What are the Best Running Shoes for Your Feet?

What are the best running shoes for your feet? In the last 15 years, there has been a huge increase in the variety of running shoes. However, with extra choice comes more decision making. How do you know which shoe is best for you? I’ll attempt to explain the different attributes of various running shoes, and how they affect your body.

running shoes

Pronation control vs Neutral: Best Running Shoes – Do you pronate?

This is probably the most commonly discussed attribute of running shoes. For those that don’t know, pronation is the amount that your foot rolls inwards as you run or walk. So someone who pronates a lot tends to have flatter feet with lower arches. Conversely, neutral feet tend to have higher arches. But why is controlling pronation important?

For some runners, too much pronation can cause biomechanical issues. This can include sore feet, calves, knees, hips or lower back. Consequently, we often try to limit the amount of pronation someone has by changing to a shoe with more pronation control or orthotics, or both.



How Can a Running Shoe Control Pronation?

Pronation control comes in several forms depending on the shoe brand. The majority use a “medial dual density wedge” to slow pronation down. This is a more dense section of foam, usually from the heel to the arch, on the big toe side of the shoe. With the less dense foam on the pinky-toe side and more dense foam on the big-toe side of the shoe, your foot will hopefully pronate less.  This can be more or less effective depending on how severe your pronation is and the shoe density.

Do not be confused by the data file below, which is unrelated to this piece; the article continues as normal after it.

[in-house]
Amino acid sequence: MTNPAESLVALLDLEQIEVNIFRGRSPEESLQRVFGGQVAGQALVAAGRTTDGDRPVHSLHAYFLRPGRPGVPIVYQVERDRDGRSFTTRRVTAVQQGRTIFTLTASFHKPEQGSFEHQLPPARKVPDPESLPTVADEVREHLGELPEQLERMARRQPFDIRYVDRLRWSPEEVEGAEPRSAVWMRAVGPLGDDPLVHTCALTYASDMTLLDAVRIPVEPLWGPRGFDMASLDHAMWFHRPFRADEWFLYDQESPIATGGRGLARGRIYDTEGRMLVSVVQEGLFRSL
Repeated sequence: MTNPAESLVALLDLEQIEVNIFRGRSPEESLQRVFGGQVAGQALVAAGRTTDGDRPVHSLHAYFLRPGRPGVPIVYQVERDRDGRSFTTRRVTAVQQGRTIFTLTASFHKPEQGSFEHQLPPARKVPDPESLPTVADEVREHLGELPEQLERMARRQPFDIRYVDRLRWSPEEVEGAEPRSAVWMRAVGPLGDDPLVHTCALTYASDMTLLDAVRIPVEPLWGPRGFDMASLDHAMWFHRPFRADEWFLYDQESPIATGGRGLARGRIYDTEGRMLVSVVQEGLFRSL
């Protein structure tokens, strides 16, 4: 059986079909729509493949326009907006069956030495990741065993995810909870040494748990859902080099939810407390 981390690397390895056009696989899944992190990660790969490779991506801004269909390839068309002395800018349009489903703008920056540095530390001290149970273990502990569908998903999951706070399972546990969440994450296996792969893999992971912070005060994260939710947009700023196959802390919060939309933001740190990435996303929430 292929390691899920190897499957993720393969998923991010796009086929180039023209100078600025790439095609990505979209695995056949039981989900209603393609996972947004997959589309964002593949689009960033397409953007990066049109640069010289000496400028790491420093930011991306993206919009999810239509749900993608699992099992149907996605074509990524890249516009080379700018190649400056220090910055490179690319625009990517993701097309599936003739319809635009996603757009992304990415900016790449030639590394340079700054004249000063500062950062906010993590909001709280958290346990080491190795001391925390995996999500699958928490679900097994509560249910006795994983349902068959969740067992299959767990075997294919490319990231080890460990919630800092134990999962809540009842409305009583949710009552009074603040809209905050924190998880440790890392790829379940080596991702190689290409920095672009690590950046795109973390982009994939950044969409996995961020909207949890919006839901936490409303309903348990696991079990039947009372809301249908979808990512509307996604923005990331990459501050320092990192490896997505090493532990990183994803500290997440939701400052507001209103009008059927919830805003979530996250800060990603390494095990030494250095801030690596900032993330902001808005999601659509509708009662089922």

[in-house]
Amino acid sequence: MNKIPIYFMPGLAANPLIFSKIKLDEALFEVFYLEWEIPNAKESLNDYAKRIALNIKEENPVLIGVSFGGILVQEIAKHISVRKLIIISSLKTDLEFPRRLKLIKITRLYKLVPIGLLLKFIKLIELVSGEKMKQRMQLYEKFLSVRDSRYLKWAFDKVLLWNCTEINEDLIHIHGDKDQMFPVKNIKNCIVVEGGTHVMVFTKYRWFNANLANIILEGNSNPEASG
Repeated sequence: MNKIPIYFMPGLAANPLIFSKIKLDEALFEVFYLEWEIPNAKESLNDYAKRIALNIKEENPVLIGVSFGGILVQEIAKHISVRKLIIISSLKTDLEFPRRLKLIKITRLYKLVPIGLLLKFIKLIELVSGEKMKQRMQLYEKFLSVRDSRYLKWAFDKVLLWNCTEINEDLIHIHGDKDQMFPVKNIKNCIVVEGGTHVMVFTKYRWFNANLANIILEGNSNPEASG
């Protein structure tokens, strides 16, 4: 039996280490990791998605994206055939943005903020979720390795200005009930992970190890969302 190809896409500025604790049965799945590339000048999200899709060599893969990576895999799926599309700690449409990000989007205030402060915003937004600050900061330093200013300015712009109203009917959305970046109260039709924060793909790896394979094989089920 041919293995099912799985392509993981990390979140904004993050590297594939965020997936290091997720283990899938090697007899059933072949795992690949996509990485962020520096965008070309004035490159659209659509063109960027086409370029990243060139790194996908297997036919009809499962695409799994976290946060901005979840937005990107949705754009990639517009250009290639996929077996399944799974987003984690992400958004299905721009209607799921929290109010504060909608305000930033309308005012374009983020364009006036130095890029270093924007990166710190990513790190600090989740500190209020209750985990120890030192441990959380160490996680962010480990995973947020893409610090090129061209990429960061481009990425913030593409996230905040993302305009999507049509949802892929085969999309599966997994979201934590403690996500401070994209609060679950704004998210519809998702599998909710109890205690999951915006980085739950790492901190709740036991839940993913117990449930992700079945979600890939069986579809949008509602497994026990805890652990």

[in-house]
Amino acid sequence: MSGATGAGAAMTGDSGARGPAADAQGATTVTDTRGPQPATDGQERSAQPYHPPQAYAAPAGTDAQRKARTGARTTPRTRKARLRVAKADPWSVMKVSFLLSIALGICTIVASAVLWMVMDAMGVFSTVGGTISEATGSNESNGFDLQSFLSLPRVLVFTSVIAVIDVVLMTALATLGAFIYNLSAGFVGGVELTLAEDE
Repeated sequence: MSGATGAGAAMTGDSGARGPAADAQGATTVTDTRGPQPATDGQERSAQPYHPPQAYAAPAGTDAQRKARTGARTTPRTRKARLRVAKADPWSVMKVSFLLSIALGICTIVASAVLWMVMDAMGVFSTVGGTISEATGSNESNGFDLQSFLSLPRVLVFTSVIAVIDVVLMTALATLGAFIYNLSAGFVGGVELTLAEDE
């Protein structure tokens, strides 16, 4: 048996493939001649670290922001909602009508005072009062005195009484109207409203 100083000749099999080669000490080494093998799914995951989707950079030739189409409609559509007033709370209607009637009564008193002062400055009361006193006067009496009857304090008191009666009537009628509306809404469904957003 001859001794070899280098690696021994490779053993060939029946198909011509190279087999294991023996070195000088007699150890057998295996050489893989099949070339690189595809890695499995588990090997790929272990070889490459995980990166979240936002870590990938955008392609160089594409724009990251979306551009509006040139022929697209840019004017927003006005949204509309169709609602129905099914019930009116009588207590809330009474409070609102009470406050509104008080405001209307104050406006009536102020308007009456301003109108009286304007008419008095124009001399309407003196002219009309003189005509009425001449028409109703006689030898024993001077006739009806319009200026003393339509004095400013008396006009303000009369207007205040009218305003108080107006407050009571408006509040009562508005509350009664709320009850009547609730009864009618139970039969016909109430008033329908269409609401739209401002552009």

You can test your running shoes by firmly pushing your thumb into the heel on both sides. If it is firm on the inside and soft on the outside; then your running shoes have some pronation control built into it.

Mizuno and Brooks running shoes solve the problem of pronation control slightly differently. Mizuno uses a thermoplastic that has more structure on the big toe side of the heel to stiffen this area. Brooks use what they call “Guide Rails” along the sides of the shoe where the sole meets the upper to attempt to hold the foot straight. In my experience, the Mizuno style support works well for severe over-pronators. Whereas, the Brooks type of support can be more comfortable for mild pronators. Ultimately it will depend on your foot shape and the fit of the shoe.


Heel Counter in Running Shoes

A heel counter is the stiff plastic section that wraps around your heel. Sometimes it is very obvious on the outside of the shoe. Sometimes it is hidden in the mesh. You’ll know if one is there by pushing into the back of the shoe and feeling how stiff it is.